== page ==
Community Radios as Guardians of Indigenous Languages & Dialects

Community radios have become the guardians of native languages. Understanding the need to preserve the spoken languages in a diverse Nepal, community radios have been actively engaged in preserving and promoting such languages and dialects. They are also a repository of local folk music and cultural heritage. Many community radios record and preserve local songs and give local artists a platform to showcase their talent to the community.

Community radios broadcast in more than 35 indigenous languages.

ACORAB encourages these radio stations to allocate significant air time to produce radio programs in ethnic languages and to increase the participation of indigenous community members. The community radios broadcast current news, social issues, entertainment, and run awareness and literacy campaigns. An example of the indigenous language impact is illustrated by Radio Namobuddha from Kavre

Doné - Fostering pride and unity 

The Danuwars, categorised under Highly Marginalised Janajati (HMJ), lacked opportunities to free themselves from the cycle of poverty. In 2007 Radio Namobudhha in Kavre helped the Danuwar youth to spearhead a local community radio programme focusing on local issues and challenges.

A qualitative study ‘Empowering Indigenous Community through Community Radio: A Case Study from Nepal’ authored by Sudamshu Dahal and Arul Aram from Anna University highlights the role Radio Namobuddha played in helping Danuwars reclaim their identity vis-à-vis their dying language, and eroding cultural and traditional values. Until the Doné Bhasa programme created space for the Danuwars to share their voices, their language was on the verge of extinction and did not have any media presence.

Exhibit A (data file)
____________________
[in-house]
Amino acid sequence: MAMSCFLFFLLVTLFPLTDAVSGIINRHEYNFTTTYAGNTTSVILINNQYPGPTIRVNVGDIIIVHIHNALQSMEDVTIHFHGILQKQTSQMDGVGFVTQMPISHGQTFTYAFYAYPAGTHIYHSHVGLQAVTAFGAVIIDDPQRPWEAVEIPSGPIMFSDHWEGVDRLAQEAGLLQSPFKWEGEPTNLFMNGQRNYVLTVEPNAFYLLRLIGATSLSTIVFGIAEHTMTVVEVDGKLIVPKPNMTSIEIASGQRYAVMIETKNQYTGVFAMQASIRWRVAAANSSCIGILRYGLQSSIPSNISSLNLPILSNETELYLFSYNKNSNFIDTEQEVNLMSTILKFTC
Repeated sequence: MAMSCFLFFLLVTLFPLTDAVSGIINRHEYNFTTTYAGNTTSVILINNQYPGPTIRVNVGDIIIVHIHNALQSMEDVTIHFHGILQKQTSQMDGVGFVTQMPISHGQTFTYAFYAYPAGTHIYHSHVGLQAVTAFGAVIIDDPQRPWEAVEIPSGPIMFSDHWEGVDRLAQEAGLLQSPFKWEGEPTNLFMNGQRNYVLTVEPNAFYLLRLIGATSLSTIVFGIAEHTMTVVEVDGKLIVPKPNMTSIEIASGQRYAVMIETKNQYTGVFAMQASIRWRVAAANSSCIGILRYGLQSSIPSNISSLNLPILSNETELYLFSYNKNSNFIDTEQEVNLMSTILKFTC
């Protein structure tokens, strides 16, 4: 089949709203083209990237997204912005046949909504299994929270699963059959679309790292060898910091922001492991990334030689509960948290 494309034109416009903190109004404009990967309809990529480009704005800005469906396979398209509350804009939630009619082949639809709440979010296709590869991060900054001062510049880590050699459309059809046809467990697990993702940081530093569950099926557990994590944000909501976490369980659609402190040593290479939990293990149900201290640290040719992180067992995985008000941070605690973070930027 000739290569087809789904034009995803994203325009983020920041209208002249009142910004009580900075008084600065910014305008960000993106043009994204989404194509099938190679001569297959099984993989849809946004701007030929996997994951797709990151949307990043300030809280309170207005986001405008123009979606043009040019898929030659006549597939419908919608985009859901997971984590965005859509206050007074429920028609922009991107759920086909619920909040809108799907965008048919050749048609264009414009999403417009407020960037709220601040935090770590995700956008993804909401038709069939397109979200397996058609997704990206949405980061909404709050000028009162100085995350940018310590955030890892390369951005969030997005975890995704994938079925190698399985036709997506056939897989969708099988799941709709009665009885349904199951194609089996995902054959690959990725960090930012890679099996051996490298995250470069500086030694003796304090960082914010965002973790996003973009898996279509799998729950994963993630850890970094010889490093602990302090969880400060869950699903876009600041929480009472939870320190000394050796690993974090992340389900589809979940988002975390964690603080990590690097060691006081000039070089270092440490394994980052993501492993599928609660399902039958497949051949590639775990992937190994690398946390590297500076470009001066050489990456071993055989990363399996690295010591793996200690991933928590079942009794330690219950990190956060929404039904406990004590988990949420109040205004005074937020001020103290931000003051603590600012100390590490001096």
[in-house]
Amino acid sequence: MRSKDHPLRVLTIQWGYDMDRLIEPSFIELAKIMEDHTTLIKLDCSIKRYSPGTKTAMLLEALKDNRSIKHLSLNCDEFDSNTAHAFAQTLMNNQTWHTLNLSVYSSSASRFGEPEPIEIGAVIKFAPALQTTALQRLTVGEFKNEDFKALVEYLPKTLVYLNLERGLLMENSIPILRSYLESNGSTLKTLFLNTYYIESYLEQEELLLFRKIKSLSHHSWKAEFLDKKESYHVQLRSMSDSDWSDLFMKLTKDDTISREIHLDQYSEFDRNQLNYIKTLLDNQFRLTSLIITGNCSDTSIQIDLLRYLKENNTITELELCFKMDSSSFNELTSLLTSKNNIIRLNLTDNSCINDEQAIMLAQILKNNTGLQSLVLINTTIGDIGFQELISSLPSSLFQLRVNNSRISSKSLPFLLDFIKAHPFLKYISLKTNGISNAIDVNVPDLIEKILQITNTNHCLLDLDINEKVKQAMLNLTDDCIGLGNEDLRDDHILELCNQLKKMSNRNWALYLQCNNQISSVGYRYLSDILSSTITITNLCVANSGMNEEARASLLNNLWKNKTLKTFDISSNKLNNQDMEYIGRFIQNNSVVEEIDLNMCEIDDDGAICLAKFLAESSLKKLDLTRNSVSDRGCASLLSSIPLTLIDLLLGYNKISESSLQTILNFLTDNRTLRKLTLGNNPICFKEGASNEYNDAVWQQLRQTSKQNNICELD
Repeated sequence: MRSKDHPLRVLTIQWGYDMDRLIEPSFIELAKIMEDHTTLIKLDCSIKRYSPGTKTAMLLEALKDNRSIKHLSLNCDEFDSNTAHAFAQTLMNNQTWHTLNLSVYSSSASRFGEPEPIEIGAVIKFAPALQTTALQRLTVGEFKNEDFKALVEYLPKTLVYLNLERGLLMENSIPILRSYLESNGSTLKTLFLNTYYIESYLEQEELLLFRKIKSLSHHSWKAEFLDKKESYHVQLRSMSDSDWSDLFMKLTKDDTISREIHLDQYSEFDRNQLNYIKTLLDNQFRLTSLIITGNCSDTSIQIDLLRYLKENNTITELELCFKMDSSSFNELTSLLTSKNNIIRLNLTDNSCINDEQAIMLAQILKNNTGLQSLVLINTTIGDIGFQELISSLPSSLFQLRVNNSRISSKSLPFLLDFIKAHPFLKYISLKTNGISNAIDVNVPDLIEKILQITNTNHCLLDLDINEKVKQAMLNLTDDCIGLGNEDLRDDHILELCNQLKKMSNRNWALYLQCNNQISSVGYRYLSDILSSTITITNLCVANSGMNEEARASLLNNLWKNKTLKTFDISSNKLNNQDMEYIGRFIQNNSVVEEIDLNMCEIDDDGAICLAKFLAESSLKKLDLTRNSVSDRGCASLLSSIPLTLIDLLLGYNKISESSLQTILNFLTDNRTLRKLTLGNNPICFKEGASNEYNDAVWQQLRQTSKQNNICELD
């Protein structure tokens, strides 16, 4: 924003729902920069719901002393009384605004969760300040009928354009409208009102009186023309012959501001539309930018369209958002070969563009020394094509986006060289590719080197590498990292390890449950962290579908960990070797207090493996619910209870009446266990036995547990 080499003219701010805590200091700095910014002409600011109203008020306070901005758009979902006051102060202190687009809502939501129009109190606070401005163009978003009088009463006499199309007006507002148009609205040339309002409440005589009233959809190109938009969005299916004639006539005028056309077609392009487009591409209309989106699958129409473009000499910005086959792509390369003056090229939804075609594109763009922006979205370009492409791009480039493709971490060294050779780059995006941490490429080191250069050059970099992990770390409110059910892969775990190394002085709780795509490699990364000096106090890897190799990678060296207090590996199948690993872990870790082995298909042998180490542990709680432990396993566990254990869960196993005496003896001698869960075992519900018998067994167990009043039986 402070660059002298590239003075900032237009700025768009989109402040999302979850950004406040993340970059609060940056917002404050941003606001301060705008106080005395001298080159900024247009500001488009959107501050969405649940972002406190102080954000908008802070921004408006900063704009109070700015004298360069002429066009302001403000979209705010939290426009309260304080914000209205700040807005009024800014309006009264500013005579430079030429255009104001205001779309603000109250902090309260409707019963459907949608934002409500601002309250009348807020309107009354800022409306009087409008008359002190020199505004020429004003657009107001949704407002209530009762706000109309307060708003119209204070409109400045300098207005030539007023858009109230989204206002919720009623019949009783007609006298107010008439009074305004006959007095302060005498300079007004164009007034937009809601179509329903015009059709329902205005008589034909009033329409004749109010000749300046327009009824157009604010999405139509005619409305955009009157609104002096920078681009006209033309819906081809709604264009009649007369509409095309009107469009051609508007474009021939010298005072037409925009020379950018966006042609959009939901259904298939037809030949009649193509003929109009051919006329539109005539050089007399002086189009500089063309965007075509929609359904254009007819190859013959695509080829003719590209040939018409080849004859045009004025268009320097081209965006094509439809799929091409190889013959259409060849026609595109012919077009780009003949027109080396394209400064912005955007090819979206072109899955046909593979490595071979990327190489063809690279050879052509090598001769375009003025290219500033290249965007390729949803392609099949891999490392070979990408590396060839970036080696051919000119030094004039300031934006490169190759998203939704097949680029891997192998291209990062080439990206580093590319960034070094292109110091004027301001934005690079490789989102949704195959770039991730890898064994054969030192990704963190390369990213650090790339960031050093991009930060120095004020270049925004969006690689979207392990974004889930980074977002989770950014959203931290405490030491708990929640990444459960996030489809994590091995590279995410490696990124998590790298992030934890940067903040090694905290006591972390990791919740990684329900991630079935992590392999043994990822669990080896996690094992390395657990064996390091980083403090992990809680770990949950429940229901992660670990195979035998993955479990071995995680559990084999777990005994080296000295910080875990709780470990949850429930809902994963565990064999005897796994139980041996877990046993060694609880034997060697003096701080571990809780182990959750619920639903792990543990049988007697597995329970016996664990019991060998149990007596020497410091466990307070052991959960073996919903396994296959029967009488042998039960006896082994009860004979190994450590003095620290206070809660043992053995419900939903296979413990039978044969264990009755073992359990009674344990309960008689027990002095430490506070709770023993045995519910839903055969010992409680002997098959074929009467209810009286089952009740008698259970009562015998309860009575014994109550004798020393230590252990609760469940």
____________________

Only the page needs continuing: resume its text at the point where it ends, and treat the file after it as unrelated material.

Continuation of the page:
Radio Namobudhha’s ‘Doné Awaz’ addresses the challenges such as language loss and cultural erosion. The programme has been pivotal in fostering pride and unity among the Danuwar community.

Similarly, ‘Doné Bhasa’, is committed to preserve the Doné language. Its efforts resulted in Gorkhapatra - Nepal’s oldest national newspaper to provide a regular spot for news in the Doné language.

The community radio also engages in outreach programmes through ‘Radio in Village’ wherein radio journalists visit far-flung villages and communities to collect information on indigenous people’s lives and cultures.

Adopting local best practices

The Khyal radio programme helped validate the Badghar system akin to the judicial committees which are envisaged by the constitution. Around 18 local units across five districts adopted the Badghar system widely practised within the Tharu community. A Badghar is the elected community chief whose primary duty is the management of the community. They have been empowered to settle specific matters such as property/boundary disputes, and familial discord through mediation and lead community development, and cultural and religious duties as chieftains, among others.

Community radios wield the transformative power of community engagement. The positive outcomes that arise with initiatives driven by a collective commitment to ensuring the well-being of local communities is a testament to the crucial role of community radios. From bridging gaps in communication to providing networking platforms, community radios ensure reach and voice to and from the unheard.